A group of scientists is fighting a rearguard action to challenge mainstream evidence that humans are to blame for climate change. They point to natural shifts in the sun's heat, a cooling of the planet in the mid-20th century and an apparent slowdown of temperature rises in the past decade. The UN Intergovernmental Panel on Climate Change (IPCC) said in February that it was "very likely" - more than 90 per cent - that human activities, namely fossil fuel burning, explained most of an "unequivocal" warming in the past 50 years. The panel said temperatures will likely rise by between 1.8 and 4.0 Celsius this century. The IPCC, made up of about 2,500 scientists, is endorsed by governments. "There is always a bit of room for's in the nature of science," said Rajendra Pachauri, head of the UN climate panel. "But I cannot think of any tangible reasons for doubt." The "sceptics" who doubt some IPCC claims include meteorology professor Richard Lindzen of the Massachussetts Institute of Technology, Professor Paul Reiter from the medical entomology department at the Pasteur Institute in Paris and author Michael Crichton.Many scientists also say US President George W Bush has exaggerated the uncertainties about scientific findings to appease powerful business and oil lobbies. Here are some of the arguments of those who cast doubt on mankind's responsibility for climate change, and beneath each a response by the Hadley Centre of Britain's Meteorological Office, its official centre for climate change research.

1. Temperatures dropped for several decades after 1945, despite rising carbon dioxide emissions

*** Along with carbon dioxide, fossil fuels also release particles called aerosols, which cool the climate by reflecting sunlight. Aerosols dominated the warming effect of CO2 prior to clean-air acts of the 1960s and 1970s.

2. Carbon dioxide concentrations in the atmosphere lag temperature rises in an ice core record dating back 600,000 years.

*** Over the past several hundred thousand years, changes in the earth's orbit around the sun led to temperature changes, which in turn affected CO2 levels.

Concentrations of C02 are higher than they had been during the past 600,000 years. The counter-effect is that human-induced increases of C02, such as factory emissions, have enhanced the greenhouse effect and led to warming.

3. Changes in solar activity also produce good correlations with temperature change.

*** There are many factors which may contribute to climate change. Satellite measurements showed no big change in solar heating in the last three decades of the 20th century. CO2 has been shown to have caused most warming in the past 50 years.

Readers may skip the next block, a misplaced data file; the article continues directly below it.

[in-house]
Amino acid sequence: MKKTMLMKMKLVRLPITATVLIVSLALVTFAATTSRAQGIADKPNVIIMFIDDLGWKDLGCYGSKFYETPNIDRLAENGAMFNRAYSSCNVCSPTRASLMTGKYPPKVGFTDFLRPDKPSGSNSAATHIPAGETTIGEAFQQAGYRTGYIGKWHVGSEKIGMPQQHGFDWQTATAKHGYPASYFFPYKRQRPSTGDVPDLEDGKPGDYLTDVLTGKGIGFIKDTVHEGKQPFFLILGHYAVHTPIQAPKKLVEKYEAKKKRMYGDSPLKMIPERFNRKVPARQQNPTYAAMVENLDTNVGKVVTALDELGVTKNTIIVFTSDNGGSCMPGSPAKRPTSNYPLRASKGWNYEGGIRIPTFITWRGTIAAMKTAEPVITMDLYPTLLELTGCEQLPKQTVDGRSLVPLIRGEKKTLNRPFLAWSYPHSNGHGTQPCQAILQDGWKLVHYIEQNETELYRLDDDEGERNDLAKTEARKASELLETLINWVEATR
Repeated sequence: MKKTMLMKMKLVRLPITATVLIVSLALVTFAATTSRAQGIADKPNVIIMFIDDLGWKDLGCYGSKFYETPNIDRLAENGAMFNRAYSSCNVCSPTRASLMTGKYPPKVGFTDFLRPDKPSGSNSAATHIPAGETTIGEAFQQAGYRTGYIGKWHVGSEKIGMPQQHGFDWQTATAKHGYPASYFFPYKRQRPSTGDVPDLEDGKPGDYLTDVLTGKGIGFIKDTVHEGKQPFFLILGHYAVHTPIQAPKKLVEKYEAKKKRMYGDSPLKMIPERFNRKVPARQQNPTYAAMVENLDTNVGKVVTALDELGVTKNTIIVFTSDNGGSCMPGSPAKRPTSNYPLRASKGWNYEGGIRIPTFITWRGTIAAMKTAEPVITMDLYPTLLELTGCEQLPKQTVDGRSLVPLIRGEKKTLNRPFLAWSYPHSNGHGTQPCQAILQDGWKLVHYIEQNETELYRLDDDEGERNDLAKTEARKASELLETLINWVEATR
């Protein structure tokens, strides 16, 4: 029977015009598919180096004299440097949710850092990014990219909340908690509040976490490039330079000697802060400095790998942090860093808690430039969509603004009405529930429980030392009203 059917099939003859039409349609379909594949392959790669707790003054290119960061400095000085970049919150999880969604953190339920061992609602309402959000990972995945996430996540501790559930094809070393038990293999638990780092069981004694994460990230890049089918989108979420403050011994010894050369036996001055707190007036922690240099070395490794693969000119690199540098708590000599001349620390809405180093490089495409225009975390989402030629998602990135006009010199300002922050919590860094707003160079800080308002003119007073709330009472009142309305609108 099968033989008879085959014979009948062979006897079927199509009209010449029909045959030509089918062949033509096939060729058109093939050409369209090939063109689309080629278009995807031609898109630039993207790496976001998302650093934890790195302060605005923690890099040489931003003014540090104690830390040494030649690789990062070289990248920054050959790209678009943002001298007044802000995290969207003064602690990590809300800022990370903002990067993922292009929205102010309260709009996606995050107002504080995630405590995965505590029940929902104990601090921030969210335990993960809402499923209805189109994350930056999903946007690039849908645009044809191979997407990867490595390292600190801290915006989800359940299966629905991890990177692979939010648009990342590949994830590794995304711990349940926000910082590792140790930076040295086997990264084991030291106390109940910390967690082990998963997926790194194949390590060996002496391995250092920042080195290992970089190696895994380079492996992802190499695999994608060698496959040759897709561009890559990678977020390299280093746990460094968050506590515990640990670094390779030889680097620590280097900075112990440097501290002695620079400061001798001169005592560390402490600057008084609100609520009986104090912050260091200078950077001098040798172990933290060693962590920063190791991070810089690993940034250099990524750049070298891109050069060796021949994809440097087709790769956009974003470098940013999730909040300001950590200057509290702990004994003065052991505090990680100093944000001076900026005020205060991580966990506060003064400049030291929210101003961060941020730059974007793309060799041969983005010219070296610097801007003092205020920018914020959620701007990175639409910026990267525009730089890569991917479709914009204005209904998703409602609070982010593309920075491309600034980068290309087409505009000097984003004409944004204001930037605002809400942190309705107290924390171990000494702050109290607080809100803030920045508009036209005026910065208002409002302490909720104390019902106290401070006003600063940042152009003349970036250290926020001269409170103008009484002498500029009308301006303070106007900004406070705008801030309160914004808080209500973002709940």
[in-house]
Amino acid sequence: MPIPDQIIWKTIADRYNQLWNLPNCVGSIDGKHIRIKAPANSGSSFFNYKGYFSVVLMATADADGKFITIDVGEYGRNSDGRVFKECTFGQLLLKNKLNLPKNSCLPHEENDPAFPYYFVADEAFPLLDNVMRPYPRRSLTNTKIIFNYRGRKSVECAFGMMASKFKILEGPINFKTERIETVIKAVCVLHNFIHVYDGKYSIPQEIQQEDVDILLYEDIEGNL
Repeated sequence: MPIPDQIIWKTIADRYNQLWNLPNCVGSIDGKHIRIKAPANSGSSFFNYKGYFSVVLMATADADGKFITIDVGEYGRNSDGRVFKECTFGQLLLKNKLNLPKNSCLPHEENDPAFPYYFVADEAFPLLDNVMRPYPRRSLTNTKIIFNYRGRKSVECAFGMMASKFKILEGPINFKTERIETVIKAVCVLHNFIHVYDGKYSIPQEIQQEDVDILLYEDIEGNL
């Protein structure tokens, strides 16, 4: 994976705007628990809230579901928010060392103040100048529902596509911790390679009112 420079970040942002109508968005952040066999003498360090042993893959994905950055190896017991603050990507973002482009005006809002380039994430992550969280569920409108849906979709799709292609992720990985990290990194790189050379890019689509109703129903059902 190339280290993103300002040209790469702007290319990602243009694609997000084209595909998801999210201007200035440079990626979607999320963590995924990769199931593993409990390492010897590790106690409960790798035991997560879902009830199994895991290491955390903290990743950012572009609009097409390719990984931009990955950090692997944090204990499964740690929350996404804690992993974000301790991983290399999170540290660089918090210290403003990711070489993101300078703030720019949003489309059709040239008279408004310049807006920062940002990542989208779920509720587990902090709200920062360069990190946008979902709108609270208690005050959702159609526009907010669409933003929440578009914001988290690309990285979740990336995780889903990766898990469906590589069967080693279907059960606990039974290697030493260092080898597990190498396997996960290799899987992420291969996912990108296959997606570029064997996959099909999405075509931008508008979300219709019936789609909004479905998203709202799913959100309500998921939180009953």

4. Rising temperatures in the second half of the last century have plateaued in the past 10 years.

*** 1998 was extremely warm due to a warning of the weather anomaly El Nino warming in the Pacific Ocean, and subsequent years were colder. Ten years is too short a period to see long-term trends. While the World Meteorological Organisation says 1998 was the warmest year since records began 150 years ago, NASA says 2005 was warmer.

Monday, April 02, 2007

Israel Prime Minister Hints At Military Action

Prime Minister Ehud Olmert played down the chances of expanded Israeli military action for now in the Gaza Strip to counter Hamas's military build-up but said the army would be prepared to act if other options failed. Israeli and US security officials say Hamas's forces are expanding faster and receiving more sophisticated weapons and training than those under Palestinian President Mahmoud Abbas's control. Israeli security sources estimate that Hamas now has about 10,000 militants, and say that the Islamic militant group's armed wing has been busy digging tunnels and upgrading its rocket arsenal for a possible confrontation. "We won't be deterred from using military activity if we come to the conclusion, after an intense, level-headed examination, that there is no better way... But that is not the situation (currently)," Olmert told Israel's Channel 2 television in an interview. Israel and the United States said Hamas was receiving money and equipment from Iran. Washington plans to provide $US59 million ($82 million) to bolster Abbas's presidential guard.
Israel Prime Minister Ehud Olmert
"The question is: Does it have to be military activity? If it has to be military activity by us, does it have to be right now?" Olmert said when asked about warnings by top security advisers about Hamas's build-up. Abu Ubaida, a spokesman for Hamas's armed wing, said the Islamic militant group would be ready for any conflict with Israel. "Raiding Gaza will not be that easy and they will be surprised of the tactics we will use," Abu Ubaida said at one of Hamas's training camps as militants practised firing rocket-propelled grenades and automatic weapons. In an interview with Time magazine, Olmert called Palestinian Prime Minister Ismail Haniyeh of Hamas a "terrorist" and accused him of recently transferring more than $US1 million ($1.4 million) to militants to carry out attacks against Israel. "This is a medal of honour to the prime minister," Abu Ubaida said of Olmert's accusations. "The Prime Minister was born from the womb of resistance and therefore, he should stand beside the resistance and he should resist these pressures."